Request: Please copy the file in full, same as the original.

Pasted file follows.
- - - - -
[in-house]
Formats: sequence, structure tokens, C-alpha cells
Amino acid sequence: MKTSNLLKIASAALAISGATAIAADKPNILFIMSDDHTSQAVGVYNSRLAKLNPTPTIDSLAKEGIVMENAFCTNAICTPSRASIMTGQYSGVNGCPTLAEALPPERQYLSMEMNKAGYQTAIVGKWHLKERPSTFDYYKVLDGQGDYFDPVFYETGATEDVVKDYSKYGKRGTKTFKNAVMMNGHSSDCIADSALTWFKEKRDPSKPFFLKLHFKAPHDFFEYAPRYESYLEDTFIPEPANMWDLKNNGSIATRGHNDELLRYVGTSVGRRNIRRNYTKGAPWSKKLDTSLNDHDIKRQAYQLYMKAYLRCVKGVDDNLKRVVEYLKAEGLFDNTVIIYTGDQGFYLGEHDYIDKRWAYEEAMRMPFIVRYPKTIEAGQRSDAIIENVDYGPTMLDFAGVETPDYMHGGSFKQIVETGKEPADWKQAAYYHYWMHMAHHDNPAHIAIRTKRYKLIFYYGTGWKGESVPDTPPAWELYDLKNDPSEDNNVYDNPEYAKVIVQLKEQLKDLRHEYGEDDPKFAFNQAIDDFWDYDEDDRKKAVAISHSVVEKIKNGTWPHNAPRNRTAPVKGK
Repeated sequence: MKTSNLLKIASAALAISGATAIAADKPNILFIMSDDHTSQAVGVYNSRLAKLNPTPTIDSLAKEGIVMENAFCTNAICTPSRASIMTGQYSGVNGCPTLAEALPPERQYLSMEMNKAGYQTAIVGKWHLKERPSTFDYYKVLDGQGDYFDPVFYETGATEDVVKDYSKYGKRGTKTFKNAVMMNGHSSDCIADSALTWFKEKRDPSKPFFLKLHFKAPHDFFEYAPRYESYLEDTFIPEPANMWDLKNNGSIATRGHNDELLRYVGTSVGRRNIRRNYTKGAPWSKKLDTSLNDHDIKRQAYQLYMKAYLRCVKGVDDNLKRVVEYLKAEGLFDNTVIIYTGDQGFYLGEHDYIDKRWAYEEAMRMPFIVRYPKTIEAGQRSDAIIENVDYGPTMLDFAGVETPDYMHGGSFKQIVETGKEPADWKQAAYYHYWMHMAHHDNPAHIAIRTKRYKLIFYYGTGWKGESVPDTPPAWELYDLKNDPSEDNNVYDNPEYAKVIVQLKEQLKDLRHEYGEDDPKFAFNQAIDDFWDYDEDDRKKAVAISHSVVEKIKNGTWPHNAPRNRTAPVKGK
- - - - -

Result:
[in-house]
Formats: sequence, structure tokens, C-alpha cells
Amino acid sequence: MKTSNLLKIASAALAISGATAIAADKPNILFIMSDDHTSQAVGVYNSRLAKLNPTPTIDSLAKEGIVMENAFCTNAICTPSRASIMTGQYSGVNGCPTLAEALPPERQYLSMEMNKAGYQTAIVGKWHLKERPSTFDYYKVLDGQGDYFDPVFYETGATEDVVKDYSKYGKRGTKTFKNAVMMNGHSSDCIADSALTWFKEKRDPSKPFFLKLHFKAPHDFFEYAPRYESYLEDTFIPEPANMWDLKNNGSIATRGHNDELLRYVGTSVGRRNIRRNYTKGAPWSKKLDTSLNDHDIKRQAYQLYMKAYLRCVKGVDDNLKRVVEYLKAEGLFDNTVIIYTGDQGFYLGEHDYIDKRWAYEEAMRMPFIVRYPKTIEAGQRSDAIIENVDYGPTMLDFAGVETPDYMHGGSFKQIVETGKEPADWKQAAYYHYWMHMAHHDNPAHIAIRTKRYKLIFYYGTGWKGESVPDTPPAWELYDLKNDPSEDNNVYDNPEYAKVIVQLKEQLKDLRHEYGEDDPKFAFNQAIDDFWDYDEDDRKKAVAISHSVVEKIKNGTWPHNAPRNRTAPVKGK
Repeated sequence: MKTSNLLKIASAALAISGATAIAADKPNILFIMSDDHTSQAVGVYNSRLAKLNPTPTIDSLAKEGIVMENAFCTNAICTPSRASIMTGQYSGVNGCPTLAEALPPERQYLSMEMNKAGYQTAIVGKWHLKERPSTFDYYKVLDGQGDYFDPVFYETGATEDVVKDYSKYGKRGTKTFKNAVMMNGHSSDCIADSALTWFKEKRDPSKPFFLKLHFKAPHDFFEYAPRYESYLEDTFIPEPANMWDLKNNGSIATRGHNDELLRYVGTSVGRRNIRRNYTKGAPWSKKLDTSLNDHDIKRQAYQLYMKAYLRCVKGVDDNLKRVVEYLKAEGLFDNTVIIYTGDQGFYLGEHDYIDKRWAYEEAMRMPFIVRYPKTIEAGQRSDAIIENVDYGPTMLDFAGVETPDYMHGGSFKQIVETGKEPADWKQAAYYHYWMHMAHHDNPAHIAIRTKRYKLIFYYGTGWKGESVPDTPPAWELYDLKNDPSEDNNVYDNPEYAKVIVQLKEQLKDLRHEYGEDDPKFAFNQAIDDFWDYDEDDRKKAVAISHSVVEKIKNGTWPHNAPRNRTAPVKGK